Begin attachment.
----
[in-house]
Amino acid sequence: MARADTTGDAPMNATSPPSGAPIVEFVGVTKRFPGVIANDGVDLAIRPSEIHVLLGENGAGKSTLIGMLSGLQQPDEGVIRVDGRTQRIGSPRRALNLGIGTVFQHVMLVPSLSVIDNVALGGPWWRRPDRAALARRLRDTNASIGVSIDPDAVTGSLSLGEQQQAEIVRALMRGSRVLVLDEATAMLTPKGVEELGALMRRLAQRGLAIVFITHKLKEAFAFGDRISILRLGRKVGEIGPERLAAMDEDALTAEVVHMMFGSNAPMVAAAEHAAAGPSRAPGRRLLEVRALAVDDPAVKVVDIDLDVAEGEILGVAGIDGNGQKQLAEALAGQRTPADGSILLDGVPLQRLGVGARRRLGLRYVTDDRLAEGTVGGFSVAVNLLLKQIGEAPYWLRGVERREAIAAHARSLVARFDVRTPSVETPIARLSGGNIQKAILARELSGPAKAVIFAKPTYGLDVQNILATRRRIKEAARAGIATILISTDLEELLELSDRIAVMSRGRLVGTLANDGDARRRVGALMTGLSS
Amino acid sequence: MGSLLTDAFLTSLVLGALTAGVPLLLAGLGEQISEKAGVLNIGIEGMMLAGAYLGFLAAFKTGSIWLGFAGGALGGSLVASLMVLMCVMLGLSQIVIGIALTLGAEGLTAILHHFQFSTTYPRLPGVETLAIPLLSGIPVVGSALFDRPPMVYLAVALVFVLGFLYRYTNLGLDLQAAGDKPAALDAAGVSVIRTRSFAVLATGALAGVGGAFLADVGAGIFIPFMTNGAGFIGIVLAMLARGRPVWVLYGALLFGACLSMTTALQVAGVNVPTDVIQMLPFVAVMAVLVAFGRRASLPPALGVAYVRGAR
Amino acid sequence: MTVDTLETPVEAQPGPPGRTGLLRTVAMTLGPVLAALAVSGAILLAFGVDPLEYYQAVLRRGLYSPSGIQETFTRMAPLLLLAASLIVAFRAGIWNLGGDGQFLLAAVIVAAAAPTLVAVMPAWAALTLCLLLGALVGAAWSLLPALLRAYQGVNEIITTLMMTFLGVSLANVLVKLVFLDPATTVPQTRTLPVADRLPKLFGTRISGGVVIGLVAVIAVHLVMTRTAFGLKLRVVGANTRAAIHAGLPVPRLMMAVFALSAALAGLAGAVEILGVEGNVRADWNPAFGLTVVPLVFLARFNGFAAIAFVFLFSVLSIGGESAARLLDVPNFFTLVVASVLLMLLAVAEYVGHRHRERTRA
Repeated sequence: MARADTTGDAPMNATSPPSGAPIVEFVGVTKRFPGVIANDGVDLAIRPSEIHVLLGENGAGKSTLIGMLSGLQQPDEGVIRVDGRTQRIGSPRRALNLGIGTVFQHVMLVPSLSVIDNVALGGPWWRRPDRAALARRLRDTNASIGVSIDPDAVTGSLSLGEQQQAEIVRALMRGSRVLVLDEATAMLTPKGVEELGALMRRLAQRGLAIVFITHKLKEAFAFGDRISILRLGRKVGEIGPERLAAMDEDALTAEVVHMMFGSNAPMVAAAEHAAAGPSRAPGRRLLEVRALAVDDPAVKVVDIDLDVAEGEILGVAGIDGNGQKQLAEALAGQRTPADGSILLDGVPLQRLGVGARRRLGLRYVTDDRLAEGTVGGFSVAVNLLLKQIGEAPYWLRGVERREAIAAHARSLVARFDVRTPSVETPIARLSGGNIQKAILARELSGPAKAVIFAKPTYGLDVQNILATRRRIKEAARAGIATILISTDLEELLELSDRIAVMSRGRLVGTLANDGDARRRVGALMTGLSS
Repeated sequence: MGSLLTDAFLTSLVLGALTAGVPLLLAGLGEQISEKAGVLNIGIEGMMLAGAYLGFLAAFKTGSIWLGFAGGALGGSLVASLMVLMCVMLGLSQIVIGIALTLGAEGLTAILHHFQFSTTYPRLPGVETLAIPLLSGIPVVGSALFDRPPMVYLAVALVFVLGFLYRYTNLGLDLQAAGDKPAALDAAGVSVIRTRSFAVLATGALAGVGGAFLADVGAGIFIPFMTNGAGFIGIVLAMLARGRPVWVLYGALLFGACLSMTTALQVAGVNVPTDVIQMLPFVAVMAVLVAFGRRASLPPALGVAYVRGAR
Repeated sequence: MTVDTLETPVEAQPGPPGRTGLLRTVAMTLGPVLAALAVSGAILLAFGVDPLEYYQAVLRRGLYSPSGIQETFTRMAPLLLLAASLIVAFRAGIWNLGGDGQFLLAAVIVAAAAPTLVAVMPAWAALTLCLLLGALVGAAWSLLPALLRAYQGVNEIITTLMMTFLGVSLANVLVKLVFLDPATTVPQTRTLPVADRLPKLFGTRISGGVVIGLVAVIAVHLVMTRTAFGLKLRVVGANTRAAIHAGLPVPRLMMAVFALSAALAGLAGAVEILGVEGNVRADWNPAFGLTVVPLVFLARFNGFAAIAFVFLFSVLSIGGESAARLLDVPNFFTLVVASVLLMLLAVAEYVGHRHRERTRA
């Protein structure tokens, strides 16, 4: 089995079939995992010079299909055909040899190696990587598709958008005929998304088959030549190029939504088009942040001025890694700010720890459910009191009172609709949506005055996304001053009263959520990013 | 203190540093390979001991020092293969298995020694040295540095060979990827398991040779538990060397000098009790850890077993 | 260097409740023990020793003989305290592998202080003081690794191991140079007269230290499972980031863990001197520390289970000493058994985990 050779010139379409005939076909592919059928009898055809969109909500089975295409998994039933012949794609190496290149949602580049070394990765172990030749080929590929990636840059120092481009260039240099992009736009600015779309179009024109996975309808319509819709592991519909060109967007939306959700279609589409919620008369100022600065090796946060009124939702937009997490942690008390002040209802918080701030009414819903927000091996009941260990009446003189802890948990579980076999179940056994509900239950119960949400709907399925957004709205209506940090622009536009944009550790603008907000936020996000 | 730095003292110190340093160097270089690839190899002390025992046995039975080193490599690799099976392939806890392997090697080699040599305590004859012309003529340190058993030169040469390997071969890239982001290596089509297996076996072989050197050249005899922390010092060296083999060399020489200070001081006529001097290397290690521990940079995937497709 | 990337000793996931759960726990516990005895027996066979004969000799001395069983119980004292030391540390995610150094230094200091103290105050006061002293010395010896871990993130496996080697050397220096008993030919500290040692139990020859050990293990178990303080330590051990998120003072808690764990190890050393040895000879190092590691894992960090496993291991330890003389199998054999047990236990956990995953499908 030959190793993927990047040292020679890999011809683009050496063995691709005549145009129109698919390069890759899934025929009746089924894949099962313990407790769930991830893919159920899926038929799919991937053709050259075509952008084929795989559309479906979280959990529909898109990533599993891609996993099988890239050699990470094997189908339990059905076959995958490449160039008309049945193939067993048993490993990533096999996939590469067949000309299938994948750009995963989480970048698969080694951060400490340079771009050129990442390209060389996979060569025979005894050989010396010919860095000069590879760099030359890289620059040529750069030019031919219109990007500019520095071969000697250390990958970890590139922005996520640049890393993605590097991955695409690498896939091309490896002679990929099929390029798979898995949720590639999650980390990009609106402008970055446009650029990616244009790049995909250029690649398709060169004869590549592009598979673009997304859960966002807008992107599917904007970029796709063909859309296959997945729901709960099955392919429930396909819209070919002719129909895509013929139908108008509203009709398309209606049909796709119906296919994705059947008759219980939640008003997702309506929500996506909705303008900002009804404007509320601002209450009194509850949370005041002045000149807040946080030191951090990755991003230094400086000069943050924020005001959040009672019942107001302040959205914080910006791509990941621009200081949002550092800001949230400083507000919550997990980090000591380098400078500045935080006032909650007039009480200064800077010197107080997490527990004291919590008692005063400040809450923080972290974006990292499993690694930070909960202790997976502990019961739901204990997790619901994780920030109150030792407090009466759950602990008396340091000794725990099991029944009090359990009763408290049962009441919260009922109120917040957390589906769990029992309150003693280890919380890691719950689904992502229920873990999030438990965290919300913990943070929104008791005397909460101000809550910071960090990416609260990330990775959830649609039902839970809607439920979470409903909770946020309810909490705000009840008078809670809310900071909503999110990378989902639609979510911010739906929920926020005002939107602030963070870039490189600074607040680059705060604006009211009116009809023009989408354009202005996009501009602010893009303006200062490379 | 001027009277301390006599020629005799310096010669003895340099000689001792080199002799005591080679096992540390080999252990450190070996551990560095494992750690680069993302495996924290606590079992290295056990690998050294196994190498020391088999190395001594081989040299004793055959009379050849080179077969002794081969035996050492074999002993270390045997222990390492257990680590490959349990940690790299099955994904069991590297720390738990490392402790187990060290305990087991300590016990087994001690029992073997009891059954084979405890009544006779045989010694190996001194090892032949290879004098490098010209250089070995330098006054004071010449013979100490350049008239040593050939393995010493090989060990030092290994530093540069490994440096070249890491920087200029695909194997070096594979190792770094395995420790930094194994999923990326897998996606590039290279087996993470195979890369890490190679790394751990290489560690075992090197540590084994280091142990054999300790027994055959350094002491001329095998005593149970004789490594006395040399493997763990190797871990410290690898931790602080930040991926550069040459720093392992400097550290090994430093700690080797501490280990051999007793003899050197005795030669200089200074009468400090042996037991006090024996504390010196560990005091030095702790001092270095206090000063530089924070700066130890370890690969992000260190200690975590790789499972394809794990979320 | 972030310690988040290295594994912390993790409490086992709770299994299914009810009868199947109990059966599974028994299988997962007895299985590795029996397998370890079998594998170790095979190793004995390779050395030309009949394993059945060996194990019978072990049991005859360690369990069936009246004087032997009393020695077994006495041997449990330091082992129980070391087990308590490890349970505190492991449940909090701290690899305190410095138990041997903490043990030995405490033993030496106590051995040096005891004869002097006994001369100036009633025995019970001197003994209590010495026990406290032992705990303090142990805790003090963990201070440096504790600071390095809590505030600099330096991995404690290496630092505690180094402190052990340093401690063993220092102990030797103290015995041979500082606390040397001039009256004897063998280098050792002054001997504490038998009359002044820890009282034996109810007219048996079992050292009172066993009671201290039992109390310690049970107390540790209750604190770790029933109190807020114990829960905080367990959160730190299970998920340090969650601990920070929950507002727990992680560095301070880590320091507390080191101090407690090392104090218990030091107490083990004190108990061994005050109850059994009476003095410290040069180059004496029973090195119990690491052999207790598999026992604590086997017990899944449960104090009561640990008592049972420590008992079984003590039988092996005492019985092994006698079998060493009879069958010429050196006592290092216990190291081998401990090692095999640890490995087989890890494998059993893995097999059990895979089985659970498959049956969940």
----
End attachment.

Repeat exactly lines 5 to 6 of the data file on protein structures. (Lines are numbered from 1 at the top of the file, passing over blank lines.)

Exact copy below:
Repeated sequence: MARADTTGDAPMNATSPPSGAPIVEFVGVTKRFPGVIANDGVDLAIRPSEIHVLLGENGAGKSTLIGMLSGLQQPDEGVIRVDGRTQRIGSPRRALNLGIGTVFQHVMLVPSLSVIDNVALGGPWWRRPDRAALARRLRDTNASIGVSIDPDAVTGSLSLGEQQQAEIVRALMRGSRVLVLDEATAMLTPKGVEELGALMRRLAQRGLAIVFITHKLKEAFAFGDRISILRLGRKVGEIGPERLAAMDEDALTAEVVHMMFGSNAPMVAAAEHAAAGPSRAPGRRLLEVRALAVDDPAVKVVDIDLDVAEGEILGVAGIDGNGQKQLAEALAGQRTPADGSILLDGVPLQRLGVGARRRLGLRYVTDDRLAEGTVGGFSVAVNLLLKQIGEAPYWLRGVERREAIAAHARSLVARFDVRTPSVETPIARLSGGNIQKAILARELSGPAKAVIFAKPTYGLDVQNILATRRRIKEAARAGIATILISTDLEELLELSDRIAVMSRGRLVGTLANDGDARRRVGALMTGLSS
Repeated sequence: MGSLLTDAFLTSLVLGALTAGVPLLLAGLGEQISEKAGVLNIGIEGMMLAGAYLGFLAAFKTGSIWLGFAGGALGGSLVASLMVLMCVMLGLSQIVIGIALTLGAEGLTAILHHFQFSTTYPRLPGVETLAIPLLSGIPVVGSALFDRPPMVYLAVALVFVLGFLYRYTNLGLDLQAAGDKPAALDAAGVSVIRTRSFAVLATGALAGVGGAFLADVGAGIFIPFMTNGAGFIGIVLAMLARGRPVWVLYGALLFGACLSMTTALQVAGVNVPTDVIQMLPFVAVMAVLVAFGRRASLPPALGVAYVRGAR